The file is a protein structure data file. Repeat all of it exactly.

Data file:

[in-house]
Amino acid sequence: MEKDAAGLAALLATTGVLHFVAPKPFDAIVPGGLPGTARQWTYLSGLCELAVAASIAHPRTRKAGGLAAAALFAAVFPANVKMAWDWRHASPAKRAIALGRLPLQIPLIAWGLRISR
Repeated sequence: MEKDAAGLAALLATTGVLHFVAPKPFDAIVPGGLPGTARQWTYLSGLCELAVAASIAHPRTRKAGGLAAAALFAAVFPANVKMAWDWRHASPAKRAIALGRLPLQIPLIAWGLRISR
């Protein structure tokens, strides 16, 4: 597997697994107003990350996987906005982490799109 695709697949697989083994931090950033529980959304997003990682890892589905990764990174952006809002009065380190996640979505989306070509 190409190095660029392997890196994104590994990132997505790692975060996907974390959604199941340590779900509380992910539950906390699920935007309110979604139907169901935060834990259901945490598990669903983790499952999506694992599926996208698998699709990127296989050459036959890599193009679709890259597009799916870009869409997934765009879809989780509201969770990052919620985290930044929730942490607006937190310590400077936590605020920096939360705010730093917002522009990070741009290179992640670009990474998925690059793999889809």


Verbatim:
[in-house]
Amino acid sequence: MEKDAAGLAALLATTGVLHFVAPKPFDAIVPGGLPGTARQWTYLSGLCELAVAASIAHPRTRKAGGLAAAALFAAVFPANVKMAWDWRHASPAKRAIALGRLPLQIPLIAWGLRISR
Repeated sequence: MEKDAAGLAALLATTGVLHFVAPKPFDAIVPGGLPGTARQWTYLSGLCELAVAASIAHPRTRKAGGLAAAALFAAVFPANVKMAWDWRHASPAKRAIALGRLPLQIPLIAWGLRISR
């Protein structure tokens, strides 16, 4: 597997697994107003990350996987906005982490799109 695709697949697989083994931090950033529980959304997003990682890892589905990764990174952006809002009065380190996640979505989306070509 190409190095660029392997890196994104590994990132997505790692975060996907974390959604199941340590779900509380992910539950906390699920935007309110979604139907169901935060834990259901945490598990669903983790499952999506694992599926996208698998699709990127296989050459036959890599193009679709890259597009799916870009869409997934765009879809989780509201969770990052919620985290930044929730942490607006937190310590400077936590605020920096939360705010730093917002522009990070741009290179992640670009990474998925690059793999889809």